(WHTM) — WellSpan Pediatric Medicine Physicians across the Midstate are seeing asthma exacerbations, allergies, and viral infections that are not positive for COVID-19.

This week, the providers of UPMC Children’s Community Pediatrics in York and Spring Grove are seeing viral stomach bugs and hand, foot, and mouth disease.

The CVS MinuteClinic in York reports allergies and allergy-related asthma. They also saw a few COVID cases, viral upper respiratory infections and pink eye.

Penn Medicine Lancaster General Health Physicians Roseville Pediatrics saw an increase in hand, foot and mouth disease. They saw a lot of adenoviruses and a bump in the number of pneumonia cases.

They continue to see pink eye and sore throats, including strep.

They are also diagnosing rashes, including molluscum, poison ivy, and impetigo.

Dr. Joan Thode offered the following advice:

“Strep, mono, and adenovirus can all cause a sore throat that may have white spots on the tonsils, as well as fever and belly pain. Adenovirus can also have a component of viral pink eye, where the eyes appear red and tear, whereas strep does not typically affect the eyes. As its name suggests, adenovirus is a virus and therefore has no treatment — it typically resolves in five to seven days. Strep throat, on the other hand, is caused by a bacteria and needs to be treated with an antibiotic. A throat culture helps differentiate the two causes; therefore sore throats should be evaluated by a physician’s office.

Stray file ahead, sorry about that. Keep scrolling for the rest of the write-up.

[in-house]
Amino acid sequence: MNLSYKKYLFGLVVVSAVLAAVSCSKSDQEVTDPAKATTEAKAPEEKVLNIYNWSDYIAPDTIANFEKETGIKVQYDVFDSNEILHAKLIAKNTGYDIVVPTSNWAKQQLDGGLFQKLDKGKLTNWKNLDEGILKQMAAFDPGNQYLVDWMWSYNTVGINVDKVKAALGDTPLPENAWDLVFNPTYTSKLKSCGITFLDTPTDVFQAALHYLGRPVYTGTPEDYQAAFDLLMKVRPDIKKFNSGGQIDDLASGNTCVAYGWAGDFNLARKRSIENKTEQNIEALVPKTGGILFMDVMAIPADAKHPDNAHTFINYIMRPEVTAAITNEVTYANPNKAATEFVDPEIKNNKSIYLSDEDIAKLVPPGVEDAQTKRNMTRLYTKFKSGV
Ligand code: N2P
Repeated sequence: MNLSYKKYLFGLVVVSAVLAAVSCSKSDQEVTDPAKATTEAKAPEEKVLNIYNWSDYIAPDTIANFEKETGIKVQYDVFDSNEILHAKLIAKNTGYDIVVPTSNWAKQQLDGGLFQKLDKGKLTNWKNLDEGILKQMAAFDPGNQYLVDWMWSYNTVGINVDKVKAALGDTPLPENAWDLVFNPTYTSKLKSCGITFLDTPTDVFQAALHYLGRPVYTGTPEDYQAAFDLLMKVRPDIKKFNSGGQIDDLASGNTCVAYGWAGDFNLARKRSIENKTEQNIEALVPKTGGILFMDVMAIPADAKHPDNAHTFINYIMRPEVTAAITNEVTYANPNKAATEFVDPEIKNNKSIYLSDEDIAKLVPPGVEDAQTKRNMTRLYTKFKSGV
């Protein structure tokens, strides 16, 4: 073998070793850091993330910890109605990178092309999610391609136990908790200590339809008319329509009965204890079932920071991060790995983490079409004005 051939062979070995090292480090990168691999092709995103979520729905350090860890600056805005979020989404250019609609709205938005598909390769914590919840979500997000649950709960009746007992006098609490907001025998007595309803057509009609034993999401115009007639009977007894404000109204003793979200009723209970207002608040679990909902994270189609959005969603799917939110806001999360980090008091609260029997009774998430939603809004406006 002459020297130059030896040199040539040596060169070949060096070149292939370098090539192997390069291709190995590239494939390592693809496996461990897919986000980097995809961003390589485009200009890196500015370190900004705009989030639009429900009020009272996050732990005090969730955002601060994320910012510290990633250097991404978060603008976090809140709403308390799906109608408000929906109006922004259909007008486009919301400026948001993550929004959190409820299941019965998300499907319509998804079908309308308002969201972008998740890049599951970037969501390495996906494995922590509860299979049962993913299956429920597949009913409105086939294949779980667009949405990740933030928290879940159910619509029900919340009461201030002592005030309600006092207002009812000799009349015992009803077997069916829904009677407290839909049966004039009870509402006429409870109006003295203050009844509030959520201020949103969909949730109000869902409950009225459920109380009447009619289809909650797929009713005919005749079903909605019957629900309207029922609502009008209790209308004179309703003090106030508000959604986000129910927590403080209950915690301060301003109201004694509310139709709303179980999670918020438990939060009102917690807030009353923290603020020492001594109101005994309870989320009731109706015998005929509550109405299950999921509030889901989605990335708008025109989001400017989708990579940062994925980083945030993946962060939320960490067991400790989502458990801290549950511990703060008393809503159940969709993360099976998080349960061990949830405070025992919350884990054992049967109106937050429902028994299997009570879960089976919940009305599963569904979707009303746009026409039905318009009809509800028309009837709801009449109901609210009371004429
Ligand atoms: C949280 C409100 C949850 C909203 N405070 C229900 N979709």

Currently, another likely cause of sore throat is hand, foot, and mouth. This virus causes blisters, and when present in the throat, can cause enough pain to prevent eating. The rash can be found from head to toe. The virus will run its course in five to seven days. During this time, hydration is the number one goal. Ice water, popsicles, cold smoothies and crushed ice are ways of soothing the throat and maintaining hydration.”